Showing posts from June, 2008

the Writing Center 1/2 elevator speech

Last week I tagged along with our Writing Center director to Freshman Orientation, in order to 'represent' the Writing Center. After struggling to assemble a rather complicated poster contraption behind our folding table and admiring (coveting) the library table's schmancy set-up with lap-tops, a table cloth, and candy, we settled in ready to arm incoming students with Writing Center bookmarks and pencils. The students rushed the room in big clumps. I attempted to give a bookmark to anyone that would make eye contact with me. A few times I almost forgot what I was doing and said "Vote for Change"...but it was not election flyers I was handing out, but a valuable summary of what the writing center is: information that defines my academic passion, my pedagogy, and my day-to-day work. Most students opened their complimentary trick-or-treating bags just long enough for me to drop a pencil in and moved on to the Student Health Insurance table, which was giving out c

RMPTC Revisited

Brazen excuse time: Because of the hectic-- hectic, I tell you! --spring semester, my bloggy presence was rather lackluster, if not bordering on the non-existent. But one of the topics that I wanted to blog about and didn't get to because of my incredible lack of mad organizational skillz was the Rocky Mountain Peer Tutoring Conference that took place in Boise, Idaho. (If you like, you can easily jog your memory of this conference by scrolling down and re-reading the posts that were written about this event.) I thought the conference was a huge success, despite my presence. That, my friends, is a clear marker of success. One of the pleasures for me (besides grazing at the stellar dessert table) was getting to meet other consultants and tutors from other areas of the country. Whoever came up with the "Game Night" idea is brilliant (no, it wasn't me), as it allowed the local BSU consultants to easily connect and socialize with those that had made the trip from out-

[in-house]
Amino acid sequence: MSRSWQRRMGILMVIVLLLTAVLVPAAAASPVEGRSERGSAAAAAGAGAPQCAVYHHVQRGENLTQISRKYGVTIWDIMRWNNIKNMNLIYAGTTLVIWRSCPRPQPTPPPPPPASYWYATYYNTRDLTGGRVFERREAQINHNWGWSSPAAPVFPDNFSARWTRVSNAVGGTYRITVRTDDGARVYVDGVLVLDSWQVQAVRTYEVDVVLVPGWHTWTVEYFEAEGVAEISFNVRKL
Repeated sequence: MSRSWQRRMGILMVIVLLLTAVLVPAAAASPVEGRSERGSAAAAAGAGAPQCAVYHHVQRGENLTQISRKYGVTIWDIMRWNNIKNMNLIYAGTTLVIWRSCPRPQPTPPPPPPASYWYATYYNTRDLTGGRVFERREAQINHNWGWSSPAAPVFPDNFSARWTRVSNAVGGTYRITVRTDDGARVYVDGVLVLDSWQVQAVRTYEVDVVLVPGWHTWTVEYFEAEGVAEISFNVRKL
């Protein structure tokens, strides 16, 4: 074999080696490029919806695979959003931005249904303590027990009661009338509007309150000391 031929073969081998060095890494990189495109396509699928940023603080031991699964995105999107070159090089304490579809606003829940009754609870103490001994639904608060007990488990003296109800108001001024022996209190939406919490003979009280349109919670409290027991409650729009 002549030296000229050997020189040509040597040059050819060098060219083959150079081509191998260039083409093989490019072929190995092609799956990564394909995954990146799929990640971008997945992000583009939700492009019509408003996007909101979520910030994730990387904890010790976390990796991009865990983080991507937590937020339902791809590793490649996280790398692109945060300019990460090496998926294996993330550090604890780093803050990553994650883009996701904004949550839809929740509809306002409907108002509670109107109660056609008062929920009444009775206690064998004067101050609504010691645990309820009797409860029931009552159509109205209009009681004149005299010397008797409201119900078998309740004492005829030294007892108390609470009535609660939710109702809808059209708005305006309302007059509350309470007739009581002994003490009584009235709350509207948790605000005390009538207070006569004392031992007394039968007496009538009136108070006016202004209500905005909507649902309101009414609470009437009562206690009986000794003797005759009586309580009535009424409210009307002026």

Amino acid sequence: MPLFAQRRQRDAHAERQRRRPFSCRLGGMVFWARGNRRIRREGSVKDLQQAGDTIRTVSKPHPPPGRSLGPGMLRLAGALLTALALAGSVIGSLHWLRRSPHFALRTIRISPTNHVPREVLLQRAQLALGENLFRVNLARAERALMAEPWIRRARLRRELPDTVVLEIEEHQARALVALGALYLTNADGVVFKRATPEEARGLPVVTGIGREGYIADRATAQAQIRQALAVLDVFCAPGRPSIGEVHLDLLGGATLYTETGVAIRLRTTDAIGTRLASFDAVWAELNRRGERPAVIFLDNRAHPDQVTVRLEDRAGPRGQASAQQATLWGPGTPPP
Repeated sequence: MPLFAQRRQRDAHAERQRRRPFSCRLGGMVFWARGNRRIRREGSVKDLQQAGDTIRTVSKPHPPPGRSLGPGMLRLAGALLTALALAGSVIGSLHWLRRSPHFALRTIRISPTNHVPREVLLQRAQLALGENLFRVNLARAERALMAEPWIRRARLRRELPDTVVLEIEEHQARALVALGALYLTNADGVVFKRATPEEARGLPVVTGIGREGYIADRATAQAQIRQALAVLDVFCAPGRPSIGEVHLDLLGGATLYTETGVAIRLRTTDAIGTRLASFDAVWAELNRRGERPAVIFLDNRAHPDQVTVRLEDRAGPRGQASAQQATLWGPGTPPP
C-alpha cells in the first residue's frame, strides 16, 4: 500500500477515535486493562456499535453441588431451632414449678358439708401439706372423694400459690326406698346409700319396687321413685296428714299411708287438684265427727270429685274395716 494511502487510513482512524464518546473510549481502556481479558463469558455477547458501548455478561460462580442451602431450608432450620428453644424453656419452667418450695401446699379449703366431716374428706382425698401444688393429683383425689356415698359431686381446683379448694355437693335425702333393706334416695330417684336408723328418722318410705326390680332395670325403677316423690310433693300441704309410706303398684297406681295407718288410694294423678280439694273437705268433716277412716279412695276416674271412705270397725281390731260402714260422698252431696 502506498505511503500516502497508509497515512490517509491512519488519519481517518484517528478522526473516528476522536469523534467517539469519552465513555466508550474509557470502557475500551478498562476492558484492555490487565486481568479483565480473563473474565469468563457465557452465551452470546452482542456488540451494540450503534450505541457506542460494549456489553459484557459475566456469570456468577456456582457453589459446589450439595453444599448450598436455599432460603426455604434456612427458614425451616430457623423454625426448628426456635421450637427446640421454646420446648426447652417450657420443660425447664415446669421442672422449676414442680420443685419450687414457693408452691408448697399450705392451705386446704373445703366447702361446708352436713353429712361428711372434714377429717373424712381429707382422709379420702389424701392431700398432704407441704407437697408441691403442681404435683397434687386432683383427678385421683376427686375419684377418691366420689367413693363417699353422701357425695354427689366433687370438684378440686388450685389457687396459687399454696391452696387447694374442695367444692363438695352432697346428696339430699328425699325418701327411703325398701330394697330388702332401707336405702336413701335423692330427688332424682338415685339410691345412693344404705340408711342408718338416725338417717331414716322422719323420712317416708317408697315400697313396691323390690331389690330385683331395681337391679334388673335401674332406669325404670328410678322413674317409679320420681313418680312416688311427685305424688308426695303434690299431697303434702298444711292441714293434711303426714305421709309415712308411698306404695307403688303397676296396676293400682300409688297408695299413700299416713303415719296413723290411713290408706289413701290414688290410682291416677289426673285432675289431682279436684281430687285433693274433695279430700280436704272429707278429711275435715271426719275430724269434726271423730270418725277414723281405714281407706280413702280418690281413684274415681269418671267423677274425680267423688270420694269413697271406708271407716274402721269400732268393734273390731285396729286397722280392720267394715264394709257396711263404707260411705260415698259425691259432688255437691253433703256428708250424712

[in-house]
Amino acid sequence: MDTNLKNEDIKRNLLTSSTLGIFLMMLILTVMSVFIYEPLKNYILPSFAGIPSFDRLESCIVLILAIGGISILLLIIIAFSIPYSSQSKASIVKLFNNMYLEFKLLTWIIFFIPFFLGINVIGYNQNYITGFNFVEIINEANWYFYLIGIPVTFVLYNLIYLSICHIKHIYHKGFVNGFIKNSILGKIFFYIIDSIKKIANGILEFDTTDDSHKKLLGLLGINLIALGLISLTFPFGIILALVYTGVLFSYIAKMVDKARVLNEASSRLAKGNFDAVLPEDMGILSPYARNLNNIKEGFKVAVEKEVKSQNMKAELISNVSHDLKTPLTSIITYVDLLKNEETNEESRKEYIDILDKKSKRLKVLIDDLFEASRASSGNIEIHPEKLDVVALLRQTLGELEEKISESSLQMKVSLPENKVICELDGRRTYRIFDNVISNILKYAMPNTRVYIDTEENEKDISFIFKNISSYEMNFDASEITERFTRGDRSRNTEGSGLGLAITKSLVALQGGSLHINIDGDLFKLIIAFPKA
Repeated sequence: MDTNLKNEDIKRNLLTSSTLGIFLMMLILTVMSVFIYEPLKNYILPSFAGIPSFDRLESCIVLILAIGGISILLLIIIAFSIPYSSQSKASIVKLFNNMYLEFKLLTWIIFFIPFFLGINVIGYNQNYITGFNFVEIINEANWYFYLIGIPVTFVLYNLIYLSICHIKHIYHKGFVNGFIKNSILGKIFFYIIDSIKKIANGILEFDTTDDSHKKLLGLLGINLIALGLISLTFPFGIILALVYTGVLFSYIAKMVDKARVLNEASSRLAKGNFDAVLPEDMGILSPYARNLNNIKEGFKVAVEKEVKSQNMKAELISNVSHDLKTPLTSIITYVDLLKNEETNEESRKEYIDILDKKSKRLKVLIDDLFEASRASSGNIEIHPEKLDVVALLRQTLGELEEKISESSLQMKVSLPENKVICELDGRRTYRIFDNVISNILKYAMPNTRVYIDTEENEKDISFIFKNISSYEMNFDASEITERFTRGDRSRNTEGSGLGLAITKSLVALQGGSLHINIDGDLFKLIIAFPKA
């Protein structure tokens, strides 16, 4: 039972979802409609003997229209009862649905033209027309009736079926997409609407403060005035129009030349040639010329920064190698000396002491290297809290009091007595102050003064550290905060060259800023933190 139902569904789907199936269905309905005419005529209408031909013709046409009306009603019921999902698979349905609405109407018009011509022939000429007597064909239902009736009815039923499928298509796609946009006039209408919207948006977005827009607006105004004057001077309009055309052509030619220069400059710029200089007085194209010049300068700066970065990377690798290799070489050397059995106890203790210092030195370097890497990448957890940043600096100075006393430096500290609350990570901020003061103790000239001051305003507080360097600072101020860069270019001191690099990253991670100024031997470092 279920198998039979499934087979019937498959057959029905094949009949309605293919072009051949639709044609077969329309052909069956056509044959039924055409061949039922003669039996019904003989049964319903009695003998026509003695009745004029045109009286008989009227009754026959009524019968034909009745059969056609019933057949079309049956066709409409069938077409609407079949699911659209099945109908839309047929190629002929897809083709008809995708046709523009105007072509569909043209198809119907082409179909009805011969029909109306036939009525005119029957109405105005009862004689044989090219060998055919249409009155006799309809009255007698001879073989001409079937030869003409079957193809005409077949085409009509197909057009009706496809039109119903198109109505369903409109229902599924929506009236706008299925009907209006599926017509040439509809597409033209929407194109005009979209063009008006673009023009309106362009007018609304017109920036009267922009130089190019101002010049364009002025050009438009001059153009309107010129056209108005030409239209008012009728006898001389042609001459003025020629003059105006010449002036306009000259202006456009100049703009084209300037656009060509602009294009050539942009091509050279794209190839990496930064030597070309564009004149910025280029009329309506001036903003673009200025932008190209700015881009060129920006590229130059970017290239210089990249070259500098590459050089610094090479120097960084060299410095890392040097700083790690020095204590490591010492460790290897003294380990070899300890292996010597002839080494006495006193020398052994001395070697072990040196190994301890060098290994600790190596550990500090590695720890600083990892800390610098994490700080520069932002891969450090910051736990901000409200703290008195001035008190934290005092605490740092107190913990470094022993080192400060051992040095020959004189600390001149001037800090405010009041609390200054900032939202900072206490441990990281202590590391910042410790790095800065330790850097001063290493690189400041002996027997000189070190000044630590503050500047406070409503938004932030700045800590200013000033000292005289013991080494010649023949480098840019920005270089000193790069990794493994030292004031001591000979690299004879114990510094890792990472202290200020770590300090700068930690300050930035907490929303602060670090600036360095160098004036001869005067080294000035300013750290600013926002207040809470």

Summer Readin'

Ah, summer readin'... reading so relaxed you have to drop the "g." I just finished reading a great Tutor's Column in the March 2008 issue of The Writing Lab Newsletter . The article, written by Emily Plummer, discusses the importance of making "small talk" in a tutoring session. She brings up some insightful points that illustrate the positive benefits of small talk, not the least of which is using small talk to make a writer feel more comfortable, as well as establishing a rapport with the writer. When I first started doing consultations, I didn't engage in much small talk. Engaging in the rhythms of small talk has never been easy for me. I'm too self-conscious. My feeble attempts (How bout this weather, huh?) sound forced because they are forced. Being a newbie, I was hyper-aware of everything I was doing in a consultation--to my own detriment. After a few months of doing consultations, however, I found myself becoming more comfortable with


Well, my series of posts on difference in the writing center kind of fizzled out. I have to apologize for that. After the ECWCA conference, things just got backed-up for me and unfortunately this blog hit the back burner. I really enjoyed the conversation from the posts I did get up (and from this blog in general). I never did write posts on gender, age, and sexual orientation, although I had planned to. I'll be working reduced hours in the WC over the summer. Due to typically slow summers, we're only open a part of the time, and with less tutors. So just a quick poll today - is your WC open over the summer? If so, are hours reduced? And how about actual use? Slower, busier, or about the same?